Losing a family member or someone close to us can be one of the hardest things we go through. Many of us have either someone close to us pass or know someone that has. We want answers and conformation that they are safe and at peace. In searching for that, we don’t give ourselves the time to go through the grief process.
Grief: a multifaceted response to a loss, particularly to the loss of someone or something that has passed to which a bond or affection was formed. Although conventionally focused on the emotional response to loss, it also has physical, cognitive, behavioral, social, spiritual, and philosophical dimensions
Grief is a natural response to loss. I have seen and have been one of the people that jump right in to trying to make contact with those that have passed or are looking for proof of their afterlife existence. It is extremely important that we allow ourselves the time to go through the process of grieving. There is no right or wrong way to grieve but many of us go through different stages.
1. Denial and Isolation
The first reaction to learning of terminal illness or death of a cherished loved one is to deny the reality of the situation. It is a normal reaction to rationalize overwhelming emotions. It is a defense mechanism that buffers the immediate shock. We block out the words and hide from the facts. This is a temporary response that carries us through the first wave of pain.
As the masking effects of denial and isolation begin to wear, reality and its pain re-emerge. We are not ready. The intense emotion is deflected from our vulnerable core, redirected and expressed instead as anger. The anger may be aimed at inanimate objects, complete strangers, friends or family. Anger may be directed at our dying or deceased loved one. Rationally, we know the person is not to be blamed. Emotionally, however, we may resent the person for causing us pain or for leaving us. We feel guilty for being angry, and this makes us more angry.
The normal reaction to feelings of helplessness and vulnerability is often a need to regain control. This is where the what ifs come in. Most of us have done this to ourselves at one time or another. What if we got them medical attention sooner? What if we got another opinion? What if I was a better person to them? Secretly, we may try and make a deal with God or our higher power in an attempt to postpone the inevitable. This is the weaker line of defense to protect us from the painful reality.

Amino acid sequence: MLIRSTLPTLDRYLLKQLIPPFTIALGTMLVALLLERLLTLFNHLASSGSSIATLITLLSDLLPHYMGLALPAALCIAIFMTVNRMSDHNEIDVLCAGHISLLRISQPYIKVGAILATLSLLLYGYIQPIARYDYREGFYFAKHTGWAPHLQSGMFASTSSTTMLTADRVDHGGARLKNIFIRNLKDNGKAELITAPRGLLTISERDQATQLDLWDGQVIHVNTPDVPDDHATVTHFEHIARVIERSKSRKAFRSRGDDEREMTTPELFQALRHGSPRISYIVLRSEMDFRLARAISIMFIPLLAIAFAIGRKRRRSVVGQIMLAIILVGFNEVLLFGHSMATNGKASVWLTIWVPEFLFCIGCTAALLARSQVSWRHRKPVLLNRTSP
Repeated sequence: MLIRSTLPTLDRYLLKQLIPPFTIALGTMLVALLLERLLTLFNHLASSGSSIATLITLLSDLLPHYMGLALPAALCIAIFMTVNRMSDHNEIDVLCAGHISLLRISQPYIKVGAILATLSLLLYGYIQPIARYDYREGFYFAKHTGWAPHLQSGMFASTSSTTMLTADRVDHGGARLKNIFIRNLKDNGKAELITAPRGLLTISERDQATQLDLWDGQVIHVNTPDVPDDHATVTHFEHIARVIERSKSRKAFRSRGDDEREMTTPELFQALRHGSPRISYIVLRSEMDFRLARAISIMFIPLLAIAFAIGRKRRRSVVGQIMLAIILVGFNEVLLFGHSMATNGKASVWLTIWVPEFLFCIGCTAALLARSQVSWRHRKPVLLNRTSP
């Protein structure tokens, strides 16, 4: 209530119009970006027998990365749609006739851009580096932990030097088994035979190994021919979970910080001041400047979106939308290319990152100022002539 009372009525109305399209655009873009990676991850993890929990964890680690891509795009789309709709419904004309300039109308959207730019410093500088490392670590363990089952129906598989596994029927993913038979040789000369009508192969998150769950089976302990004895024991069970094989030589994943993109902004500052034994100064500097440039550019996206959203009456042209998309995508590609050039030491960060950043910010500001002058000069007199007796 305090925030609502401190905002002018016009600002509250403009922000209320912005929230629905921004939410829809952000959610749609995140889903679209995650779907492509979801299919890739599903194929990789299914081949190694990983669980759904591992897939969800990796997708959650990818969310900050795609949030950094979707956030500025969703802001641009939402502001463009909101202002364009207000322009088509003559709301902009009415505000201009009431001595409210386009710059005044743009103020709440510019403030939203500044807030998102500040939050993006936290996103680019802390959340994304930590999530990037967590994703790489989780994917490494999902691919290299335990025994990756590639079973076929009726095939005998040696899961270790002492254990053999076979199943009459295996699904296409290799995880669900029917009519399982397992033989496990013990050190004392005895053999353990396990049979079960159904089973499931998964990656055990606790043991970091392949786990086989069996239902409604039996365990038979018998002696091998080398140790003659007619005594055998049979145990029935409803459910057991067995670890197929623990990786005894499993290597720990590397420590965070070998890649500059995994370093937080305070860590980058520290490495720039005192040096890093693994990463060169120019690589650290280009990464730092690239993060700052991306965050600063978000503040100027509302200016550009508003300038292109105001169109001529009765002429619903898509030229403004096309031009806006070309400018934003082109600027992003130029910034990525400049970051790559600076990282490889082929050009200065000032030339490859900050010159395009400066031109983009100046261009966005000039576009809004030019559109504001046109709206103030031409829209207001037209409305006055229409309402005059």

Two types of depression are associated with mourning. The first is a reaction to practical implications relating to the loss. Sadness and regret predominate this type of depression. We worry about the costs and burial. We worry about if they are at peace and well. We worry that, in our grief, we have spent less time with the others that depend on us. This phase may be eased by simple reassurance and clarification. A little cooperation and a few kinds words can really be of help. The second type is more subtle and in a sense more private. It is our quiet preparation to separate and to bid our loved ones farewell.
Reaching this stage of mourning is a gift not afforded to everyone. Death may be sudden and unexpected or we may never see beyond our anger or denial. Loved ones that are terminally ill or aging appear to go through a final period of withdrawal. Their behavior implies that it is natural to reach a stage at which social interaction is limited. The dignity and grace shown by our loved ones at this time may be their last gift to us.
Coping with loss is ultimately a deeply personal and singular experience. Nobody can help you go through it more easily or understand all the emotions that you are going through. But others can be there for you and help comfort you through the process. The best thing you can do for your well-being is to allow yourself the time to feel and go through process. Resisting it will only prolong the natural process of healing.